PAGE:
All of his 42 other rivals representing clubs from American Samoa, New Caledonia, New Zealand and Australia had the same chance to win the strict one design championship.
However it was the applied race strategy and boat handling skills consistently produced with limited errors that sorted the best from the rest.
In fact MAZARD always seemed to have that extra edge and produced his best results when the pressure was on.
He sailed onto the course today only requiring a placing above seventh in either of the two final heats to win the Wallace Bishop trophy.
There was absolutely no hint of a relaxed attitude when MAZARD slipped into racing mode well before the start signal as he evaluated the wind flow over the course and selected where he wanted to be when the start signal was fired.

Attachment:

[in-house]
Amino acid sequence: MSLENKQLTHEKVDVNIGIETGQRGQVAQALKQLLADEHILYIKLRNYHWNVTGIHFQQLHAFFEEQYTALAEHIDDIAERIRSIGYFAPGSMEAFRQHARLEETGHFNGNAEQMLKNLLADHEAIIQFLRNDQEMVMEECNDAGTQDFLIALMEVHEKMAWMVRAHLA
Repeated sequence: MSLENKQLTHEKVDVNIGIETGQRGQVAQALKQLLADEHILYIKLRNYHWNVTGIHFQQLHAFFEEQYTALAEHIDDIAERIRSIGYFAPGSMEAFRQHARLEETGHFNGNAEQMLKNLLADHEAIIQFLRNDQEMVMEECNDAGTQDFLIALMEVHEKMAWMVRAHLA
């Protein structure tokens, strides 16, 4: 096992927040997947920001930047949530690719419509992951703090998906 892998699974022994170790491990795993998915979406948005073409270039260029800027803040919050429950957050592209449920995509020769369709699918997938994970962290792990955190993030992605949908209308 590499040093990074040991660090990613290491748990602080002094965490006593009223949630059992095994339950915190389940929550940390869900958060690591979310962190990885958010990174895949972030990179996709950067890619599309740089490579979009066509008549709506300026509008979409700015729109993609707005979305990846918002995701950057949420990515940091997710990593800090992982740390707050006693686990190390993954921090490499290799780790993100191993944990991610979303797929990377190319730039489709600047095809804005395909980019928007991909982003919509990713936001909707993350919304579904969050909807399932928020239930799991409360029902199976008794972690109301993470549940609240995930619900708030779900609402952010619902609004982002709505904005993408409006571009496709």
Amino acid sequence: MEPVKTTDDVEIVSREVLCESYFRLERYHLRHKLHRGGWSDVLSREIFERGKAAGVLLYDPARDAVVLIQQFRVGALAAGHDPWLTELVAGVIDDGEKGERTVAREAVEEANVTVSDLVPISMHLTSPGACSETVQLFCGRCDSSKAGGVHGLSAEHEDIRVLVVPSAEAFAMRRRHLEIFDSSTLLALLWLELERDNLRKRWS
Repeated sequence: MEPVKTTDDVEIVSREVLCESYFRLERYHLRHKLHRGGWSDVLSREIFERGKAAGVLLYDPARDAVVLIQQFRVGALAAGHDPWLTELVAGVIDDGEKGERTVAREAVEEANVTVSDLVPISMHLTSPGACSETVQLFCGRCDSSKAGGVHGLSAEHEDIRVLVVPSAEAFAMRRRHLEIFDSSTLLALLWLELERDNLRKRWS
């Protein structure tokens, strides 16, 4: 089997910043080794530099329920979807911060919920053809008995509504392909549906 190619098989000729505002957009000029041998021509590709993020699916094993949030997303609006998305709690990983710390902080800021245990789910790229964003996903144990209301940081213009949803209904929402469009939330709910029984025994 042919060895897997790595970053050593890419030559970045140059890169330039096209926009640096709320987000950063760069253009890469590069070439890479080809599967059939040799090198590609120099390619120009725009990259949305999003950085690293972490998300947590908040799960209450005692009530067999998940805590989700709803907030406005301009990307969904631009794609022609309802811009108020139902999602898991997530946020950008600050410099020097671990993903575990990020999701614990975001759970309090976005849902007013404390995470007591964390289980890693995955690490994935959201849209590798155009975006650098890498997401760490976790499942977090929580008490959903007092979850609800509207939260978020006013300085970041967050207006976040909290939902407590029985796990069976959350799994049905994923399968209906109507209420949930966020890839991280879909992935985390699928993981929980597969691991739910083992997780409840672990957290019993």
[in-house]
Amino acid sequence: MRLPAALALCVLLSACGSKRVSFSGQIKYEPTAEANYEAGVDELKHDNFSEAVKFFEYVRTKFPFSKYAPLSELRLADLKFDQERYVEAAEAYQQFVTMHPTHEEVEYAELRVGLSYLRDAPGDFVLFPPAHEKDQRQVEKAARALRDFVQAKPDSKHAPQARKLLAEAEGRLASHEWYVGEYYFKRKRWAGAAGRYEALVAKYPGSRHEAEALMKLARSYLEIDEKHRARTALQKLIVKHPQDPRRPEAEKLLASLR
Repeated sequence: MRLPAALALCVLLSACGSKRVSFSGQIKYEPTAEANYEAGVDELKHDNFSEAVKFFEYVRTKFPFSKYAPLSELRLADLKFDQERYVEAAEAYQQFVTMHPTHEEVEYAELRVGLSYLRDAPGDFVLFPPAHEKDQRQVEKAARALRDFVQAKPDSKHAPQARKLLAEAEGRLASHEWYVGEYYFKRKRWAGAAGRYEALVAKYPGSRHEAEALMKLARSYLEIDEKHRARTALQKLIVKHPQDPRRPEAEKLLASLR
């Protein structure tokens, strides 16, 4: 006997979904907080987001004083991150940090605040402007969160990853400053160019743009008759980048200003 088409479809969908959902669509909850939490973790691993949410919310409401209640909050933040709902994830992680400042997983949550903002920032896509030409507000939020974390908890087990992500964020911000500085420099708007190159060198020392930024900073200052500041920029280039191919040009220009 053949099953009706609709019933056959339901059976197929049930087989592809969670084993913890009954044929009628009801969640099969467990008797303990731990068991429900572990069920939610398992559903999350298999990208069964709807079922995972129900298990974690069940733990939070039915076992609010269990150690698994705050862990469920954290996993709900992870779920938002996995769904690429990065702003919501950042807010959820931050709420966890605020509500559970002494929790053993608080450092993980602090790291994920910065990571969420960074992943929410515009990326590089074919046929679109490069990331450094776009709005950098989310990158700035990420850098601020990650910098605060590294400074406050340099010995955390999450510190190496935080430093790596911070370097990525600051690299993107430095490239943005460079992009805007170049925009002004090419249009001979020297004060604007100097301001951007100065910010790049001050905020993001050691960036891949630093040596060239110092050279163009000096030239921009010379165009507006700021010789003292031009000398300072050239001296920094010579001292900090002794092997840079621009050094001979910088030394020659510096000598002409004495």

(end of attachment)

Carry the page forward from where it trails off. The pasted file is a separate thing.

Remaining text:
All of this pre race preparation was converted onto the course with MAZARD wining the Championship with a race to spare after he left his major rivals back in the pack.
MAZARD was in a class of his own winning the 27 minute and 18 second race eleven by 46 seconds over Tasmania's Thomas KENNEDY with Nicolas POREE (FRA) another four seconds astern while the next six were more tightly grouped finishing seconds apart.
There was another near faultless repeat when MAZARD won heat twelve to record a deserved championship win claiming the title with the remarkably consistent 1,5,2,1,2,1,3,2,1,1 from his best ten races.
His club mate POREE completed the major medal double for the New Caledonia Optimist racing team when he answered the challenge with a 3,9 to force Fremantle skipper Mark WHITTINGTON (AUS) to accept the bronze medal when he struggled in disturbed wind and water back in the pack to finish with a 6,13.